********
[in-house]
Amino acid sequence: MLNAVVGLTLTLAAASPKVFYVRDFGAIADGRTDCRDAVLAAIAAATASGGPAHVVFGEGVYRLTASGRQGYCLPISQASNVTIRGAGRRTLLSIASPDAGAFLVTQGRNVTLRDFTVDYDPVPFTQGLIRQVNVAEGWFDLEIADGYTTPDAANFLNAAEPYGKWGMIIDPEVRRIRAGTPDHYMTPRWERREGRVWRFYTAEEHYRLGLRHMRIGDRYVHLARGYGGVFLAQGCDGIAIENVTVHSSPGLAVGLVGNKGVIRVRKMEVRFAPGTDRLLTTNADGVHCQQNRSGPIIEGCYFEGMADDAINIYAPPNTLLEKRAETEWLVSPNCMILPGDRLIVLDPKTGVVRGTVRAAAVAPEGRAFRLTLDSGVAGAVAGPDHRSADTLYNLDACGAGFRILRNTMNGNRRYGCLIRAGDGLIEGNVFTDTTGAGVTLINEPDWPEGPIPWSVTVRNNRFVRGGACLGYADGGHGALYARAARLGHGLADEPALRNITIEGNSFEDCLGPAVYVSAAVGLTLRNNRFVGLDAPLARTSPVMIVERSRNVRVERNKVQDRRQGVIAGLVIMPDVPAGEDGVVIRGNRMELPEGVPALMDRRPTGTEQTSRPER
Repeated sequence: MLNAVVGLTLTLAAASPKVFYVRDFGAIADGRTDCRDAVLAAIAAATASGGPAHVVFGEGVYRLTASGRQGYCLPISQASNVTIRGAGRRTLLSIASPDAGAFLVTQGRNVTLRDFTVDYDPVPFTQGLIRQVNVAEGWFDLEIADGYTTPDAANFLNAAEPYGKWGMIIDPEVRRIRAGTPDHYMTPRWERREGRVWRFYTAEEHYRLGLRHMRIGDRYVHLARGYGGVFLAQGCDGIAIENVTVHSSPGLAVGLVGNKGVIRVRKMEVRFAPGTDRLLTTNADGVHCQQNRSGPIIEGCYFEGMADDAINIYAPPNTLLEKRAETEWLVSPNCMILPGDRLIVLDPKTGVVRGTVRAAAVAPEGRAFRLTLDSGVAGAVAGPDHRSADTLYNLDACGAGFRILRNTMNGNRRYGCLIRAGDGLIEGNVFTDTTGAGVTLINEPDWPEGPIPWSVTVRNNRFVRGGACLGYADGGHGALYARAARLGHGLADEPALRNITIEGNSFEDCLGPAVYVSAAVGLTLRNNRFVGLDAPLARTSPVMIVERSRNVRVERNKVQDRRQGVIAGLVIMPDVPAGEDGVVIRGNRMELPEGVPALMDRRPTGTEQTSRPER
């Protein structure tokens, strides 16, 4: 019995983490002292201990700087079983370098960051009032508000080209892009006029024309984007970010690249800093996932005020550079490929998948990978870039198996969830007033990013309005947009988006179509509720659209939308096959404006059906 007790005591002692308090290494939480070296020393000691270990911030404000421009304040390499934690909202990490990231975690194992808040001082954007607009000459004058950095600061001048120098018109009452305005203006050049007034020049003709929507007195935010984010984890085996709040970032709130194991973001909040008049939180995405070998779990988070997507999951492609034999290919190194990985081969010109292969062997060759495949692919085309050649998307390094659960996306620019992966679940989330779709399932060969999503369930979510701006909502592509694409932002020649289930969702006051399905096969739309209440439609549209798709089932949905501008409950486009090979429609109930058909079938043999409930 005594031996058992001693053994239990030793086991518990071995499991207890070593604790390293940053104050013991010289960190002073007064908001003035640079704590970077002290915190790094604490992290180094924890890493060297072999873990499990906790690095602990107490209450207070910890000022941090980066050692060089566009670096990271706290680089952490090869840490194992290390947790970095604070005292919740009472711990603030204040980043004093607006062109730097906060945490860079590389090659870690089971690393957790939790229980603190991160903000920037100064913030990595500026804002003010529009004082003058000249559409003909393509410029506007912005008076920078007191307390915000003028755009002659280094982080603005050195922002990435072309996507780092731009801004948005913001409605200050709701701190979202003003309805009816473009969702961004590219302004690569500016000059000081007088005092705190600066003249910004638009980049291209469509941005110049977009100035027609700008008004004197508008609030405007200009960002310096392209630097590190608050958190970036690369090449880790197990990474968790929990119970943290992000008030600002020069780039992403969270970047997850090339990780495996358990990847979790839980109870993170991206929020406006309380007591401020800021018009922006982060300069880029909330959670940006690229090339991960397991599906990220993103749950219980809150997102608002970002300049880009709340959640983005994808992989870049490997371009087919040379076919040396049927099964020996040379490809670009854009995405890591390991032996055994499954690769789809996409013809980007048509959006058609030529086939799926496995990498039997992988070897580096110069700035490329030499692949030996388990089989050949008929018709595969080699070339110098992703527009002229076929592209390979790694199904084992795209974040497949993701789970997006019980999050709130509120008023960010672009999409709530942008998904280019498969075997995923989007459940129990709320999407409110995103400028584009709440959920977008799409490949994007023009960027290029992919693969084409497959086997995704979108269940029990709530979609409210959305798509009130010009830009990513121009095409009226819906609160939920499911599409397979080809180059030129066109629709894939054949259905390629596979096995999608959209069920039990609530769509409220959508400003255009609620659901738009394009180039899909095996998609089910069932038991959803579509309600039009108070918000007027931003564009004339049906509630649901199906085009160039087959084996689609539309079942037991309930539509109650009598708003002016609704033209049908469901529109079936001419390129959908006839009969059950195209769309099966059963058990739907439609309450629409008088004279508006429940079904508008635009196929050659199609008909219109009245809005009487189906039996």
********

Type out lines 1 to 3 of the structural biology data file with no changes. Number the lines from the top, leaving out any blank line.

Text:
[in-house]
Amino acid sequence: MLNAVVGLTLTLAAASPKVFYVRDFGAIADGRTDCRDAVLAAIAAATASGGPAHVVFGEGVYRLTASGRQGYCLPISQASNVTIRGAGRRTLLSIASPDAGAFLVTQGRNVTLRDFTVDYDPVPFTQGLIRQVNVAEGWFDLEIADGYTTPDAANFLNAAEPYGKWGMIIDPEVRRIRAGTPDHYMTPRWERREGRVWRFYTAEEHYRLGLRHMRIGDRYVHLARGYGGVFLAQGCDGIAIENVTVHSSPGLAVGLVGNKGVIRVRKMEVRFAPGTDRLLTTNADGVHCQQNRSGPIIEGCYFEGMADDAINIYAPPNTLLEKRAETEWLVSPNCMILPGDRLIVLDPKTGVVRGTVRAAAVAPEGRAFRLTLDSGVAGAVAGPDHRSADTLYNLDACGAGFRILRNTMNGNRRYGCLIRAGDGLIEGNVFTDTTGAGVTLINEPDWPEGPIPWSVTVRNNRFVRGGACLGYADGGHGALYARAARLGHGLADEPALRNITIEGNSFEDCLGPAVYVSAAVGLTLRNNRFVGLDAPLARTSPVMIVERSRNVRVERNKVQDRRQGVIAGLVIMPDVPAGEDGVVIRGNRMELPEGVPALMDRRPTGTEQTSRPER
Repeated sequence: MLNAVVGLTLTLAAASPKVFYVRDFGAIADGRTDCRDAVLAAIAAATASGGPAHVVFGEGVYRLTASGRQGYCLPISQASNVTIRGAGRRTLLSIASPDAGAFLVTQGRNVTLRDFTVDYDPVPFTQGLIRQVNVAEGWFDLEIADGYTTPDAANFLNAAEPYGKWGMIIDPEVRRIRAGTPDHYMTPRWERREGRVWRFYTAEEHYRLGLRHMRIGDRYVHLARGYGGVFLAQGCDGIAIENVTVHSSPGLAVGLVGNKGVIRVRKMEVRFAPGTDRLLTTNADGVHCQQNRSGPIIEGCYFEGMADDAINIYAPPNTLLEKRAETEWLVSPNCMILPGDRLIVLDPKTGVVRGTVRAAAVAPEGRAFRLTLDSGVAGAVAGPDHRSADTLYNLDACGAGFRILRNTMNGNRRYGCLIRAGDGLIEGNVFTDTTGAGVTLINEPDWPEGPIPWSVTVRNNRFVRGGACLGYADGGHGALYARAARLGHGLADEPALRNITIEGNSFEDCLGPAVYVSAAVGLTLRNNRFVGLDAPLARTSPVMIVERSRNVRVERNKVQDRRQGVIAGLVIMPDVPAGEDGVVIRGNRMELPEGVPALMDRRPTGTEQTSRPER